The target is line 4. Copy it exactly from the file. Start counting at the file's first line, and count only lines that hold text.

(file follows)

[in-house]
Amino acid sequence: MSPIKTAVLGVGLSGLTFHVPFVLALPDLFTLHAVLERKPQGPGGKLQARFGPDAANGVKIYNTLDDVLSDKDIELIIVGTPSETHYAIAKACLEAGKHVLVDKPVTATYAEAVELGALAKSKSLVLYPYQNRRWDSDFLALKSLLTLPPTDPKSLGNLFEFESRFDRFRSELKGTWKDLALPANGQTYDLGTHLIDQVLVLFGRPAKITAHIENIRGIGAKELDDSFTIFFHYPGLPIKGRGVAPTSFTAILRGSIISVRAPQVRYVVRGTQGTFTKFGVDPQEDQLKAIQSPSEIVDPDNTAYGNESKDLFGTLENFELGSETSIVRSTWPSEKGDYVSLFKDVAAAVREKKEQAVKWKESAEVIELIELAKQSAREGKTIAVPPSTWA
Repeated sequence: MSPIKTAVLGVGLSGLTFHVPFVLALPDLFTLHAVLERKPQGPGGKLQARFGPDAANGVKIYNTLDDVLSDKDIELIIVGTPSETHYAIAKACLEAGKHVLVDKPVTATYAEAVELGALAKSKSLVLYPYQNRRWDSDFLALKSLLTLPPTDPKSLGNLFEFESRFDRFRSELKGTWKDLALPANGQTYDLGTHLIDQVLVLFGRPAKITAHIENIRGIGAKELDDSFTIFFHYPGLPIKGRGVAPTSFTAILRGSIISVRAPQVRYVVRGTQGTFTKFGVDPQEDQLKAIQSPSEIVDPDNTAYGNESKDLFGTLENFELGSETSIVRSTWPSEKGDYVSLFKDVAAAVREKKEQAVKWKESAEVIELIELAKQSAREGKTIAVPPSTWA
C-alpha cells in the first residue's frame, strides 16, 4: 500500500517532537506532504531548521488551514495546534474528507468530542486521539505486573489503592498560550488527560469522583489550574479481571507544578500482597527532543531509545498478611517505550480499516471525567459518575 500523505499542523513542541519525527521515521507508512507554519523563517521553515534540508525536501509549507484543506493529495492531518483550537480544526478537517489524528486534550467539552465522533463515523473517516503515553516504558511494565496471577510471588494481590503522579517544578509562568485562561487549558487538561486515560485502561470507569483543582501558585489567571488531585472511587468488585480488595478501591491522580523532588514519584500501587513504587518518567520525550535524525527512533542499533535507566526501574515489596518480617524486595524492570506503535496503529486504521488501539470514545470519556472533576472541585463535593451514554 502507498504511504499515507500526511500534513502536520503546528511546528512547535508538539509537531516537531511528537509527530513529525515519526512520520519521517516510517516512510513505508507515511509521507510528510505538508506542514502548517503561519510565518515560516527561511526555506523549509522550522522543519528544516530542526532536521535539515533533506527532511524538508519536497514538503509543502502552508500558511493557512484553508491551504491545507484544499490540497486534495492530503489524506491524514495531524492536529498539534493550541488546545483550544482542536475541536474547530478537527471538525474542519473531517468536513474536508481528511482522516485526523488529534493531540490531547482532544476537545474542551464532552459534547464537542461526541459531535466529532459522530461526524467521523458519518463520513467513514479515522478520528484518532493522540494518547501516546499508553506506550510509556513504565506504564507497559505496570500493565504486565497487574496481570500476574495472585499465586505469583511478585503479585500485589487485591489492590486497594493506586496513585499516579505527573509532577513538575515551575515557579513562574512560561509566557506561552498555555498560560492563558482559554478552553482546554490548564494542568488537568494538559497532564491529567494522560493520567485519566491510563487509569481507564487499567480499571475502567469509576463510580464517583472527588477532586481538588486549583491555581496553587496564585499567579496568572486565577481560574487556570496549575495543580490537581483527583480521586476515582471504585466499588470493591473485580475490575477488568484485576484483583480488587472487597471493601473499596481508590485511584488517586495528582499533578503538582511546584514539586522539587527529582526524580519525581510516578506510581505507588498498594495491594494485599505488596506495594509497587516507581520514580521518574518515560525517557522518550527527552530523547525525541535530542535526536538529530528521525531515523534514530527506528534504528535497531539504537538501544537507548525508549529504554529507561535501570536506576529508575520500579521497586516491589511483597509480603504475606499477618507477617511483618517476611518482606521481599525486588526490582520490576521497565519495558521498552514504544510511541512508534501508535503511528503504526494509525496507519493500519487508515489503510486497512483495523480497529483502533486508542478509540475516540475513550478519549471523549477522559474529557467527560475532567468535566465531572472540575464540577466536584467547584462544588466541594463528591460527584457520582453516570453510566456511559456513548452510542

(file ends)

C-alpha cells in the first residue's frame, strides 16, 4: 500500500517532537506532504531548521488551514495546534474528507468530542486521539505486573489503592498560550488527560469522583489550574479481571507544578500482597527532543531509545498478611517505550480499516471525567459518575 500523505499542523513542541519525527521515521507508512507554519523563517521553515534540508525536501509549507484543506493529495492531518483550537480544526478537517489524528486534550467539552465522533463515523473517516503515553516504558511494565496471577510471588494481590503522579517544578509562568485562561487549558487538561486515560485502561470507569483543582501558585489567571488531585472511587468488585480488595478501591491522580523532588514519584500501587513504587518518567520525550535524525527512533542499533535507566526501574515489596518480617524486595524492570506503535496503529486504521488501539470514545470519556472533576472541585463535593451514554 502507498504511504499515507500526511500534513502536520503546528511546528512547535508538539509537531516537531511528537509527530513529525515519526512520520519521517516510517516512510513505508507515511509521507510528510505538508506542514502548517503561519510565518515560516527561511526555506523549509522550522522543519528544516530542526532536521535539515533533506527532511524538508519536497514538503509543502502552508500558511493557512484553508491551504491545507484544499490540497486534495492530503489524506491524514495531524492536529498539534493550541488546545483550544482542536475541536474547530478537527471538525474542519473531517468536513474536508481528511482522516485526523488529534493531540490531547482532544476537545474542551464532552459534547464537542461526541459531535466529532459522530461526524467521523458519518463520513467513514479515522478520528484518532493522540494518547501516546499508553506506550510509556513504565506504564507497559505496570500493565504486565497487574496481570500476574495472585499465586505469583511478585503479585500485589487485591489492590486497594493506586496513585499516579505527573509532577513538575515551575515557579513562574512560561509566557506561552498555555498560560492563558482559554478552553482546554490548564494542568488537568494538559497532564491529567494522560493520567485519566491510563487509569481507564487499567480499571475502567469509576463510580464517583472527588477532586481538588486549583491555581496553587496564585499567579496568572486565577481560574487556570496549575495543580490537581483527583480521586476515582471504585466499588470493591473485580475490575477488568484485576484483583480488587472487597471493601473499596481508590485511584488517586495528582499533578503538582511546584514539586522539587527529582526524580519525581510516578506510581505507588498498594495491594494485599505488596506495594509497587516507581520514580521518574518515560525517557522518550527527552530523547525525541535530542535526536538529530528521525531515523534514530527506528534504528535497531539504537538501544537507548525508549529504554529507561535501570536506576529508575520500579521497586516491589511483597509480603504475606499477618507477617511483618517476611518482606521481599525486588526490582520490576521497565519495558521498552514504544510511541512508534501508535503511528503504526494509525496507519493500519487508515489503510486497512483495523480497529483502533486508542478509540475516540475513550478519549471523549477522559474529557467527560475532567468535566465531572472540575464540577466536584467547584462544588466541594463528591460527584457520582453516570453510566456511559456513548452510542